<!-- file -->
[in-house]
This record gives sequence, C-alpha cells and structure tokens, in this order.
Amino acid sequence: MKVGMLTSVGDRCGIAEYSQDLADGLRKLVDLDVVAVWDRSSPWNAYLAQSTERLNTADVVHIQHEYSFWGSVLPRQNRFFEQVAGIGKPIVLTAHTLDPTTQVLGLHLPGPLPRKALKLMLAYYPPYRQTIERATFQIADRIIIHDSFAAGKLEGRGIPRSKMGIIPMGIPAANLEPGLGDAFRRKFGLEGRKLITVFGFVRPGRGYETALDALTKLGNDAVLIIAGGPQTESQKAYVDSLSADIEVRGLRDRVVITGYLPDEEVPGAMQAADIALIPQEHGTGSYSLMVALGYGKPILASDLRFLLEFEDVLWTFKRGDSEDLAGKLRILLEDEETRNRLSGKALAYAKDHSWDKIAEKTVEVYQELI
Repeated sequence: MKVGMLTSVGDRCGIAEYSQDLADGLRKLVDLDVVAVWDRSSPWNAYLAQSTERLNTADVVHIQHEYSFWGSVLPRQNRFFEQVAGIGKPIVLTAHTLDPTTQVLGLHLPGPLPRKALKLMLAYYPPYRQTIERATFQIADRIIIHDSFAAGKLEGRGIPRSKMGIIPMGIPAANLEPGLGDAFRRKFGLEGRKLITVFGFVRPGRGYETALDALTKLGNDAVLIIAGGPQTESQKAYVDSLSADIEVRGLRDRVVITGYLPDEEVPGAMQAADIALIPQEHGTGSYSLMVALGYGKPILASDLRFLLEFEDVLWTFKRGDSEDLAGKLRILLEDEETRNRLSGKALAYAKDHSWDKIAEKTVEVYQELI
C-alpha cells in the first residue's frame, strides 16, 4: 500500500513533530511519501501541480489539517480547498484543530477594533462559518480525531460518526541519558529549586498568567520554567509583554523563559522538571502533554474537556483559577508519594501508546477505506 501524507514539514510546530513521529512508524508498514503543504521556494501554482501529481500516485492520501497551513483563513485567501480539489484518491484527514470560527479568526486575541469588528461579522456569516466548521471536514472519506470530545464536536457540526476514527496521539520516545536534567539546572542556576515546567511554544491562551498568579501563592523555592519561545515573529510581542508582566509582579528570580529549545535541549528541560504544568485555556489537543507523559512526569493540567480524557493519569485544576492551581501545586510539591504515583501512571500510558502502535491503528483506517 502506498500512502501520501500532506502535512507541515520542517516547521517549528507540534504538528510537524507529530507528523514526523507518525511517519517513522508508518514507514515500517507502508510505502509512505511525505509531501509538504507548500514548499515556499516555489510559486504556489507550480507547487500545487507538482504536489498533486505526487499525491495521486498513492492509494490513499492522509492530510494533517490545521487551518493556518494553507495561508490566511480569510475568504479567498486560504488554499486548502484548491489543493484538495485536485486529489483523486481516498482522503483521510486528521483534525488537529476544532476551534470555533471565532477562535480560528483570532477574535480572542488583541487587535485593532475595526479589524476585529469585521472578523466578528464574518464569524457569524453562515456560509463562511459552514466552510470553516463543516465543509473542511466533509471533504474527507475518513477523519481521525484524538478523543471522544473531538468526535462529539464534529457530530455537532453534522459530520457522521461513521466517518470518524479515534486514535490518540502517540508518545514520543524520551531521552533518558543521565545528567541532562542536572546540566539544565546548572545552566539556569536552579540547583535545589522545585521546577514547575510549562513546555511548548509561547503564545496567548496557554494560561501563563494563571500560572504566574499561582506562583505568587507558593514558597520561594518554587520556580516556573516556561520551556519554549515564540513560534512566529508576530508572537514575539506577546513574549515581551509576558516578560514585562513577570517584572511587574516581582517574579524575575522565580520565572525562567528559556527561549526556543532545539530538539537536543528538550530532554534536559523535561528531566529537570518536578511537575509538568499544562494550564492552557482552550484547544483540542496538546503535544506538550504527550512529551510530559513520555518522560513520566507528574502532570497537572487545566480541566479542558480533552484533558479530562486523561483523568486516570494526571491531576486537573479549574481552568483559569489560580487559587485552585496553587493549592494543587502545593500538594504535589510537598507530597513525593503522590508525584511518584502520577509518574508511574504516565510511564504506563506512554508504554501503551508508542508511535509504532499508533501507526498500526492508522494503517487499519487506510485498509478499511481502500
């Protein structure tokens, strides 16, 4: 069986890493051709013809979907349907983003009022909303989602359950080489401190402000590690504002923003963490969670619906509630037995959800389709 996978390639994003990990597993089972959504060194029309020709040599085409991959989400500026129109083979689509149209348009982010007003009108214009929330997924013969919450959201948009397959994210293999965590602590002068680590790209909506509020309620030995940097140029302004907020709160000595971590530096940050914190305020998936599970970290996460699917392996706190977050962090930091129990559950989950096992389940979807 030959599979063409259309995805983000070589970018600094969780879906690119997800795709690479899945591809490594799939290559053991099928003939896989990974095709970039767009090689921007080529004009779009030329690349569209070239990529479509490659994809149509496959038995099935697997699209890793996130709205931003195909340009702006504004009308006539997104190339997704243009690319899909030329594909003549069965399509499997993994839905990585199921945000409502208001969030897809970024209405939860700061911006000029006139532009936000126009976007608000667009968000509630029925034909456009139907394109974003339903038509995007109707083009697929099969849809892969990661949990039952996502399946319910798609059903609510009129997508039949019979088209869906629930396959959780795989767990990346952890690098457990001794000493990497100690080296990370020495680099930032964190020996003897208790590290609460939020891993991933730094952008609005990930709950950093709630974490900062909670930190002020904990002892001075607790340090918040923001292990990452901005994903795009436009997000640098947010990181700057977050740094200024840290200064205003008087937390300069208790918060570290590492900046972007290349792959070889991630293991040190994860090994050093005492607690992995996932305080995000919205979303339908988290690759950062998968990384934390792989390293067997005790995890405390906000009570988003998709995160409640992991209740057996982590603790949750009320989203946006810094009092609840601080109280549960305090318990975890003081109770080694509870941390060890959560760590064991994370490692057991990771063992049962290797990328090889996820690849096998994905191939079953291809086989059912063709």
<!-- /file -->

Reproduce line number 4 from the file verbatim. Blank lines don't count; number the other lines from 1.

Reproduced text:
Repeated sequence: MKVGMLTSVGDRCGIAEYSQDLADGLRKLVDLDVVAVWDRSSPWNAYLAQSTERLNTADVVHIQHEYSFWGSVLPRQNRFFEQVAGIGKPIVLTAHTLDPTTQVLGLHLPGPLPRKALKLMLAYYPPYRQTIERATFQIADRIIIHDSFAAGKLEGRGIPRSKMGIIPMGIPAANLEPGLGDAFRRKFGLEGRKLITVFGFVRPGRGYETALDALTKLGNDAVLIIAGGPQTESQKAYVDSLSADIEVRGLRDRVVITGYLPDEEVPGAMQAADIALIPQEHGTGSYSLMVALGYGKPILASDLRFLLEFEDVLWTFKRGDSEDLAGKLRILLEDEETRNRLSGKALAYAKDHSWDKIAEKTVEVYQELI